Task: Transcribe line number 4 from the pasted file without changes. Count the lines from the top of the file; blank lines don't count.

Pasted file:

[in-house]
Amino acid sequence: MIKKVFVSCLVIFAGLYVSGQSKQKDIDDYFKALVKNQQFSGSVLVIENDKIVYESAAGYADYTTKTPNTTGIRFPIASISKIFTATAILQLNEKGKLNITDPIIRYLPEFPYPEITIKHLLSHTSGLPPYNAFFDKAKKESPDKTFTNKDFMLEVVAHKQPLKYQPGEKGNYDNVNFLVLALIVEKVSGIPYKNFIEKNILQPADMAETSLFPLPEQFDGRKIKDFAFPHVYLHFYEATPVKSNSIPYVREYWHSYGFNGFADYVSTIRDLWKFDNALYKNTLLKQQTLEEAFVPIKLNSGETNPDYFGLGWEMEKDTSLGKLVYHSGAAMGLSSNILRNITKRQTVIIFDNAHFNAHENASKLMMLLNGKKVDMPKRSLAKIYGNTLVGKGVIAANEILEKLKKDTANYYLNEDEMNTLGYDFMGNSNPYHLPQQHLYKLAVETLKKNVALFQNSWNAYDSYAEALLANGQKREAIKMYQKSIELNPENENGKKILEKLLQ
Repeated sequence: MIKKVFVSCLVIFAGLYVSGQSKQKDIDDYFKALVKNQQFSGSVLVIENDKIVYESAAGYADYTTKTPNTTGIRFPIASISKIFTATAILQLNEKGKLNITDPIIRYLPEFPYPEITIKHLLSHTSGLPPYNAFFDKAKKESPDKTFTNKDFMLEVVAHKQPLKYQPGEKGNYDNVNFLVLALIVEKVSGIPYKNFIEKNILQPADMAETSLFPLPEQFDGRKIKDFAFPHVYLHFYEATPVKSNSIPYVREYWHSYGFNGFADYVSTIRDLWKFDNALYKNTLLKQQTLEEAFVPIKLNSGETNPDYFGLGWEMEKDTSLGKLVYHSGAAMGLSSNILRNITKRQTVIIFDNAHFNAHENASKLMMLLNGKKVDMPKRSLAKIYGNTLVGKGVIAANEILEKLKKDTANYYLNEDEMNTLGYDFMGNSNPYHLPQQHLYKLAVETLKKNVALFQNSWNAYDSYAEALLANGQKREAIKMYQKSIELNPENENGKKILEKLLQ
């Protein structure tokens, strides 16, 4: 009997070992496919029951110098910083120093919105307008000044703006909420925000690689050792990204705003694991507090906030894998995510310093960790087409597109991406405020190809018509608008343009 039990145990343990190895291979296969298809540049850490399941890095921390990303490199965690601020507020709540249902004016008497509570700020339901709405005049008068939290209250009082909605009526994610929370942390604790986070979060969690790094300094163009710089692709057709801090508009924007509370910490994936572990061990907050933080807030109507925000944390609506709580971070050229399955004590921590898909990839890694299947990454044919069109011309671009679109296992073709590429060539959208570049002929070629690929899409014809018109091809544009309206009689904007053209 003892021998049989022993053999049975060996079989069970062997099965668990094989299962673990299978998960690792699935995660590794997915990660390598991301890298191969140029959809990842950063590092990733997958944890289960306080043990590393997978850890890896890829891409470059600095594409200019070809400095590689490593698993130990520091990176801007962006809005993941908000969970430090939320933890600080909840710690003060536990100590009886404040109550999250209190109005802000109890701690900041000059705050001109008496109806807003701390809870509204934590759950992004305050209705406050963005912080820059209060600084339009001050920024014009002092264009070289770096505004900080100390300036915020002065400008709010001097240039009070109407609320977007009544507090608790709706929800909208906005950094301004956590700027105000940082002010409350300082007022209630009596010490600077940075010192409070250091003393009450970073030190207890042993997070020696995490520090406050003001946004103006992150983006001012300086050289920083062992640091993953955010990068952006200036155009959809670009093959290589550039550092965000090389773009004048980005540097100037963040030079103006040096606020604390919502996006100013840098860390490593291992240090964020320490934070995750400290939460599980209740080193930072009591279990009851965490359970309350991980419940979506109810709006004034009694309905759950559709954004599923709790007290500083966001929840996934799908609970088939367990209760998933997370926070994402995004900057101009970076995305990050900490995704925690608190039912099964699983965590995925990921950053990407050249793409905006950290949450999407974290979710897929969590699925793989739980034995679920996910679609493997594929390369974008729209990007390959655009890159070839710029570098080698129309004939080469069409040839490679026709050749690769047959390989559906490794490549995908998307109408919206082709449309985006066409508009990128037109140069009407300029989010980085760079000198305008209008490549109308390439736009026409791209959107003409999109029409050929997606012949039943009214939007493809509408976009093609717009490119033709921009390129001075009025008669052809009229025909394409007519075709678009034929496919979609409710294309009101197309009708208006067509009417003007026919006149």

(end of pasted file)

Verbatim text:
């Protein structure tokens, strides 16, 4: 009997070992496919029951110098910083120093919105307008000044703006909420925000690689050792990204705003694991507090906030894998995510310093960790087409597109991406405020190809018509608008343009 039990145990343990190895291979296969298809540049850490399941890095921390990303490199965690601020507020709540249902004016008497509570700020339901709405005049008068939290209250009082909605009526994610929370942390604790986070979060969690790094300094163009710089692709057709801090508009924007509370910490994936572990061990907050933080807030109507925000944390609506709580971070050229399955004590921590898909990839890694299947990454044919069109011309671009679109296992073709590429060539959208570049002929070629690929899409014809018109091809544009309206009689904007053209 003892021998049989022993053999049975060996079989069970062997099965668990094989299962673990299978998960690792699935995660590794997915990660390598991301890298191969140029959809990842950063590092990733997958944890289960306080043990590393997978850890890896890829891409470059600095594409200019070809400095590689490593698993130990520091990176801007962006809005993941908000969970430090939320933890600080909840710690003060536990100590009886404040109550999250209190109005802000109890701690900041000059705050001109008496109806807003701390809870509204934590759950992004305050209705406050963005912080820059209060600084339009001050920024014009002092264009070289770096505004900080100390300036915020002065400008709010001097240039009070109407609320977007009544507090608790709706929800909208906005950094301004956590700027105000940082002010409350300082007022209630009596010490600077940075010192409070250091003393009450970073030190207890042993997070020696995490520090406050003001946004103006992150983006001012300086050289920083062992640091993953955010990068952006200036155009959809670009093959290589550039550092965000090389773009004048980005540097100037963040030079103006040096606020604390919502996006100013840098860390490593291992240090964020320490934070995750400290939460599980209740080193930072009591279990009851965490359970309350991980419940979506109810709006004034009694309905759950559709954004599923709790007290500083966001929840996934799908609970088939367990209760998933997370926070994402995004900057101009970076995305990050900490995704925690608190039912099964699983965590995925990921950053990407050249793409905006950290949450999407974290979710897929969590699925793989739980034995679920996910679609493997594929390369974008729209990007390959655009890159070839710029570098080698129309004939080469069409040839490679026709050749690769047959390989559906490794490549995908998307109408919206082709449309985006066409508009990128037109140069009407300029989010980085760079000198305008209008490549109308390439736009026409791209959107003409999109029409050929997606012949039943009214939007493809509408976009093609717009490119033709921009390129001075009025008669052809009229025909394409007519075709678009034929496919979609409710294309009101197309009708208006067509009417003007026919006149």